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HomeNewsWhere Did All The Walleye Go?-Part Two

Where Did All The Walleye Go?-Part Two

This is part two of our series Where Did All The Walleye Go? It was written by Larry Jones who is part of a group trying to Save The Walleye.

KAWARTHA LAKES-Larry noticed that about 1969 Trent-Severn began a program of dam upgrades. The log dams were replaced, bit by bit, with bottom discharge dams. Larry began to investigate the consequences of this new system. The following deductions from that hypothesis are self-evident. They require nothing more than common sense, together with a rudimentary knowledge of the subject:

1. Moving bodies of water, such as rivers, reach a uniform temperature. This is why we stir a cup of coffee after adding the cream.

2. This uniform temperature rises, and then falls, as we move through the four seasons. Many macroinvertebrates depend on this regular cycle of temperature changes throughout the year. It is the biological clock that controls the various stages of their metamorphoses.

3. The top layer of water upstream of a dam is essentially stagnant. This layer heats up much more that the similar layer in a moving river. The density of water decreases as the temperature rises. This, in turn, creates an abnormally steep thermocline in the water body upstream of dams.

4. These regions of warm, still, nutrient rich water are ideal for the growth of algae. The result is increased turbidity, with ever greater absorption of the heat from the sun. The overnight respiration of suspended algae leads to a decrease in dissolved oxygen concentrations in the upper layer – the epilimnion.

5. The lowest layers of water slide along under this static warm upper layer. Thus the cold, deep, layers are in constant contact with the decaying vegetation on the bottom. Decay uses up oxygen from the water in this lowest level – the hypolimnion. The construction of bottom discharge dams has depleted the oxygen concentrations at both the surface, and deep layers.

6. The annual raging torrents caused by spring melt waters are no more.

This annual event was like a fire hose clearing out a drain. The result is the accumulation of decayed matter, and silt, especially in the marshes. This environment is now suitable for the growth of charra. It can completely take over a marshland; where it reduces the available fish habitat. It also clogs intakes used for irrigation, makes swimming or boating difficult, and reduces the aesthetic appeal of our lakes. The silty bottom is now a problem for native plants such as vallisneria (eelgrass), and elodeas, that need to be firmly anchored. They have difficulty in getting their roots down through the silt into the firm bottom. This new balance of nature is clearly evident in the Bobcaygeon area.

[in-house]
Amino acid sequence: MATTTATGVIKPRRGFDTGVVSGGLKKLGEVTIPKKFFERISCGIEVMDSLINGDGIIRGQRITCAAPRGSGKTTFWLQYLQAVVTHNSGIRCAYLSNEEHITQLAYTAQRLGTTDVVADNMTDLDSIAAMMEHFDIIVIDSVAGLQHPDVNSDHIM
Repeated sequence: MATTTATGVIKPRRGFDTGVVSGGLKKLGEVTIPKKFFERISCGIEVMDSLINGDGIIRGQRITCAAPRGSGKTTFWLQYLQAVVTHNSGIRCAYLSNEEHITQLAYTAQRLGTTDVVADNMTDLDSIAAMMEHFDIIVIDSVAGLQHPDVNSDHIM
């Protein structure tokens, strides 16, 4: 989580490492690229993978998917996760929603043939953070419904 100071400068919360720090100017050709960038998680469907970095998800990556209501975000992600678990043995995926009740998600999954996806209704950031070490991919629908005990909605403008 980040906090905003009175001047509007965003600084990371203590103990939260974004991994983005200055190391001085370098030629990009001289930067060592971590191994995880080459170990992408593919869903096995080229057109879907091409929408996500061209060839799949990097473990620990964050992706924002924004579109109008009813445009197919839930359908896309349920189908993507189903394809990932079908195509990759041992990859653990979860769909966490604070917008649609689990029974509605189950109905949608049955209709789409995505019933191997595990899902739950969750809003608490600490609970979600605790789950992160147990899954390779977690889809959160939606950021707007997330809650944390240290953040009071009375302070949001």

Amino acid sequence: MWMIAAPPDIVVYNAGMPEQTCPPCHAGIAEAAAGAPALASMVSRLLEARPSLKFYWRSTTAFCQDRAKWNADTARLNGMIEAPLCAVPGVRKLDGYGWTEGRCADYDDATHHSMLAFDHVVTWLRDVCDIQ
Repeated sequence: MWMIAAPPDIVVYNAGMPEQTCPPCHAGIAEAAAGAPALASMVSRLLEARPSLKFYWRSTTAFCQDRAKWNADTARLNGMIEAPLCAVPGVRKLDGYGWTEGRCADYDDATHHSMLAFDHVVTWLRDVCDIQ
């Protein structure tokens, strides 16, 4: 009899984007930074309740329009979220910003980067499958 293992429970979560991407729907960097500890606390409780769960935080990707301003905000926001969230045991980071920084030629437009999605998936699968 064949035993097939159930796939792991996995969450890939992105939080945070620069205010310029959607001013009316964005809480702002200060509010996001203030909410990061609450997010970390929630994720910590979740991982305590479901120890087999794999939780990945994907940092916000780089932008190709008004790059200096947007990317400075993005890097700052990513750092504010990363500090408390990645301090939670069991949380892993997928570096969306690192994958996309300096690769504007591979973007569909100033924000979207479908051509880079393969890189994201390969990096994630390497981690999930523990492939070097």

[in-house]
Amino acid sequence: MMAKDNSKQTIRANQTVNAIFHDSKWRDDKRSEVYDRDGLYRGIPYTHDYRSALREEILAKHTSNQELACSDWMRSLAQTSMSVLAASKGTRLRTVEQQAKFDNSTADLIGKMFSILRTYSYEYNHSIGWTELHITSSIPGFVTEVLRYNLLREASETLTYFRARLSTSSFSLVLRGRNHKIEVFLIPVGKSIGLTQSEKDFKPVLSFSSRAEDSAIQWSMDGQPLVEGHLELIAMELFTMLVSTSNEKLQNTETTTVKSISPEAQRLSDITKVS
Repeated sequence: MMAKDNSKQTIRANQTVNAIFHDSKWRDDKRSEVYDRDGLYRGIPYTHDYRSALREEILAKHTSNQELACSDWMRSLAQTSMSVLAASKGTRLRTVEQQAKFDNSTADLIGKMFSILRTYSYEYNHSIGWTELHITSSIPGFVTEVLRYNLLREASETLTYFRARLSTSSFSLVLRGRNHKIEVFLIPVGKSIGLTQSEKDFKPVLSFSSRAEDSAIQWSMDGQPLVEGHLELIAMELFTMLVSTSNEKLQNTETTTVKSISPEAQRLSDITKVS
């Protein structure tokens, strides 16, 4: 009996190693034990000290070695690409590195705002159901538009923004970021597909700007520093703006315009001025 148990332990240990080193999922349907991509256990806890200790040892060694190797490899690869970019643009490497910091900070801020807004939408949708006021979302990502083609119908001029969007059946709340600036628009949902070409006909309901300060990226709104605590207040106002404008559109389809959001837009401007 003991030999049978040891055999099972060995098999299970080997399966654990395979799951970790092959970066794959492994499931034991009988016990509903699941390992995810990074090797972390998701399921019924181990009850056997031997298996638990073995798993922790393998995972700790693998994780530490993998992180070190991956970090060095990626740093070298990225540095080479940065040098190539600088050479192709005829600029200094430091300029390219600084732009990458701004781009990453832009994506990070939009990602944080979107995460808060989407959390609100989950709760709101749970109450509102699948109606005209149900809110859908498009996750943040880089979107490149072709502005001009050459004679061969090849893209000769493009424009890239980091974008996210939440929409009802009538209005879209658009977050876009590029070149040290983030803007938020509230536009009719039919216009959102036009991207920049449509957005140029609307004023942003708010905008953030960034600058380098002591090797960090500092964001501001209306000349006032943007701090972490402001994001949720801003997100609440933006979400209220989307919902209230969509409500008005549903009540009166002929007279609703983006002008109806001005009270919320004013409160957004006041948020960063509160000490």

7. The water at the bottom of the waterway is much colder than the surface; by as much as 20C.

When this very cold water pours out below the dam the biothermal clock in (2) is sabotaged. The water in the river is now colder than it should be. Many macroinvertebrates depend on a regular cycle of temperatures throughout the year. When we change that, we compromise their survival. For instance, a stonefly may feel the cold temperatures, and delay its metamorphosis. This may mean that at a critical stage in its life it will be living in the depth of winter rather than in autumn, as it should have been. Fish who live on these stone flies, shad flies, and others, are now starved out of existence.

8. Water pressure increases with depth.

This also means that water escaping through a hole at the bottom of a dam, moves faster than through a hole at the top. The cold stream of water from a bottom discharge dam rushes into the calmer ‘pond’ below the dam. This creates a Venturi effect; similar to the air passing over an airplane wing. The lower pressure near the stream makes the water in the pond flow upstream in a semicircular path. This creates a selfperpetuating region of cold, oxygen depleted water, immediately below the dam. That is the very place where fish would spawn, and the macroinvertebrates would flourish.

Larry built a working model of a dam. He placed some coloured oil on the surface, whereupon this Venturi pattern was easy to see. The model is now with Kawartha Conservation.

9. In a natural waterway there are frequent small floods. However, the managers of the dams on the Trent Severn release large volumes of water, but less frequently. This usually occurs at the time of the spring run-off, or after periods of widespread heavy rains. This process leads to scouring, and armoring, of the riverbed. The higher energy of the sudden floods picks up, and removes, smaller sediments like silt, sand, and gravel; as well as aquatic plants and animals, leafy debris, and large woody debris.

Complex sets of habitats are erased.

The riverbed below the dam becomes like a pavement of cobbles, and loses its value as habitat for plants, macroinvertebrates, and fish.

An excellent example of this effect is seen below the Bobcaygeon dam at drawdown.